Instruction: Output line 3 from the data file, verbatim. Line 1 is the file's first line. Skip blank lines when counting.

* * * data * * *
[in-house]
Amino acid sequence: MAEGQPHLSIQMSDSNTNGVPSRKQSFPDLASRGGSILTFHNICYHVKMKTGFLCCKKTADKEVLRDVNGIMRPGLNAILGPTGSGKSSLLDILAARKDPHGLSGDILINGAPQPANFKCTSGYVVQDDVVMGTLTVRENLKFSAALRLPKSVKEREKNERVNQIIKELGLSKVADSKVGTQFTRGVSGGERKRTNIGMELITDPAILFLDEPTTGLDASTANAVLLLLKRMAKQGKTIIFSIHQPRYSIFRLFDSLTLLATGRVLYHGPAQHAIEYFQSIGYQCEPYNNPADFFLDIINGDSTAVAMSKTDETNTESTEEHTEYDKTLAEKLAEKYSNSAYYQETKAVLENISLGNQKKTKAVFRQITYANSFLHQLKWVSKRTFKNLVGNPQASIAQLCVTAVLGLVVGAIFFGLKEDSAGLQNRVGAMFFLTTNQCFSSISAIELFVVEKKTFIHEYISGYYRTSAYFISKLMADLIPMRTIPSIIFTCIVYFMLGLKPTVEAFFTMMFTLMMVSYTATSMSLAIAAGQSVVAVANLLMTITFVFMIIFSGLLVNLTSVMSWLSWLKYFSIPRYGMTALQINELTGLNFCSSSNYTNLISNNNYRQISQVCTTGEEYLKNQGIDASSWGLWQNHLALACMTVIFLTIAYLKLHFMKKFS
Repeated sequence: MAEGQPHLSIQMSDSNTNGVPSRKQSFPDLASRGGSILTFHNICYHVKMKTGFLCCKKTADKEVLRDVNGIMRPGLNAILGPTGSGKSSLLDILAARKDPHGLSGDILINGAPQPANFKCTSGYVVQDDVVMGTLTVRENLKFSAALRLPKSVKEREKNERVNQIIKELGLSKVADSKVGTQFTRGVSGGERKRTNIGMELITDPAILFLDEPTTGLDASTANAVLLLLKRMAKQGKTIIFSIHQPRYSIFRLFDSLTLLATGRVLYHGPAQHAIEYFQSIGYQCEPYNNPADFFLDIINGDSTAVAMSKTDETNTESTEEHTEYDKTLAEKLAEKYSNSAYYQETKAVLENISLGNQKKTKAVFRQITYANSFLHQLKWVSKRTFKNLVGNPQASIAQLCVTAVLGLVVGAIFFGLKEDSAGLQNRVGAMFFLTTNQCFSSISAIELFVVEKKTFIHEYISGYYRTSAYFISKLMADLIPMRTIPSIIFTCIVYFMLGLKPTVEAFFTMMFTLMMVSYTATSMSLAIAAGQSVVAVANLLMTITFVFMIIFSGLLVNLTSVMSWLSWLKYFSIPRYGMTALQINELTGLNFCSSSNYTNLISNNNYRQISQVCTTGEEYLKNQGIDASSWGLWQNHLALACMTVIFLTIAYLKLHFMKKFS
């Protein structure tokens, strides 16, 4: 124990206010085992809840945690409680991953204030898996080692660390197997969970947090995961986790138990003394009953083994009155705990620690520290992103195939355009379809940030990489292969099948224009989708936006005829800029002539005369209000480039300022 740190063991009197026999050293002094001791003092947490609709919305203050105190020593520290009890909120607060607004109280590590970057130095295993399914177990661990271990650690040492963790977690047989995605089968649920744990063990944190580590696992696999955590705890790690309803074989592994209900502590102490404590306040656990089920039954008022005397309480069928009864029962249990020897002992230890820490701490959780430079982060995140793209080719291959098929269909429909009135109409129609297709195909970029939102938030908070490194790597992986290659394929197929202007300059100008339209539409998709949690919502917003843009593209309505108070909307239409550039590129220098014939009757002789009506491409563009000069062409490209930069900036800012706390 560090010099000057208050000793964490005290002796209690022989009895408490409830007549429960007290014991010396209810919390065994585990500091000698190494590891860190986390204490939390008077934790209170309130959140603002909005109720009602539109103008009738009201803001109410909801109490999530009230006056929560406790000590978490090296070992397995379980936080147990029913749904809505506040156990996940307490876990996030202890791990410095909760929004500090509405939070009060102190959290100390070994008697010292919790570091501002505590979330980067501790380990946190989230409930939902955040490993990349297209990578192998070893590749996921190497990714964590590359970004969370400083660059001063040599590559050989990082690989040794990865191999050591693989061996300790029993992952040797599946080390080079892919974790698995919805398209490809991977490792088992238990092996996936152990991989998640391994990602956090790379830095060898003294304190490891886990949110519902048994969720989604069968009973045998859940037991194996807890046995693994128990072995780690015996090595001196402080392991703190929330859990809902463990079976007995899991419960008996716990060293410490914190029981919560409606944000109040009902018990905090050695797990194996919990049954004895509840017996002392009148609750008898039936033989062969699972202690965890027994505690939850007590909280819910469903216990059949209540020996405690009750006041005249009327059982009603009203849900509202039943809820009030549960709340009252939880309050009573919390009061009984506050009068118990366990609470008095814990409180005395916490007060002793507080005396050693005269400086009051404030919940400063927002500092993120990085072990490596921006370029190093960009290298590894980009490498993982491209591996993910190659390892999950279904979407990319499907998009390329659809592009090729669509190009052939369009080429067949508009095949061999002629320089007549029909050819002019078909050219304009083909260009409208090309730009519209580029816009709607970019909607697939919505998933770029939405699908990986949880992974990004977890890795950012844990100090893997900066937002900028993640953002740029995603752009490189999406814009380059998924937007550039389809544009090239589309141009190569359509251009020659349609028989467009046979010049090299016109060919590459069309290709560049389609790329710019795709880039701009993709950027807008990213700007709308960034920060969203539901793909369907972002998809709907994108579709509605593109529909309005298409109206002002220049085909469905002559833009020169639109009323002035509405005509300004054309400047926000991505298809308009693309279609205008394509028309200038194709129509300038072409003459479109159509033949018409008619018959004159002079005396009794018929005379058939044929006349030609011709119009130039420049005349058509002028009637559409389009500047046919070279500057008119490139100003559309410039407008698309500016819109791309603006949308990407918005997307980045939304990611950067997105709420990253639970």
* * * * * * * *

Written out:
Repeated sequence: MAEGQPHLSIQMSDSNTNGVPSRKQSFPDLASRGGSILTFHNICYHVKMKTGFLCCKKTADKEVLRDVNGIMRPGLNAILGPTGSGKSSLLDILAARKDPHGLSGDILINGAPQPANFKCTSGYVVQDDVVMGTLTVRENLKFSAALRLPKSVKEREKNERVNQIIKELGLSKVADSKVGTQFTRGVSGGERKRTNIGMELITDPAILFLDEPTTGLDASTANAVLLLLKRMAKQGKTIIFSIHQPRYSIFRLFDSLTLLATGRVLYHGPAQHAIEYFQSIGYQCEPYNNPADFFLDIINGDSTAVAMSKTDETNTESTEEHTEYDKTLAEKLAEKYSNSAYYQETKAVLENISLGNQKKTKAVFRQITYANSFLHQLKWVSKRTFKNLVGNPQASIAQLCVTAVLGLVVGAIFFGLKEDSAGLQNRVGAMFFLTTNQCFSSISAIELFVVEKKTFIHEYISGYYRTSAYFISKLMADLIPMRTIPSIIFTCIVYFMLGLKPTVEAFFTMMFTLMMVSYTATSMSLAIAAGQSVVAVANLLMTITFVFMIIFSGLLVNLTSVMSWLSWLKYFSIPRYGMTALQINELTGLNFCSSSNYTNLISNNNYRQISQVCTTGEEYLKNQGIDASSWGLWQNHLALACMTVIFLTIAYLKLHFMKKFS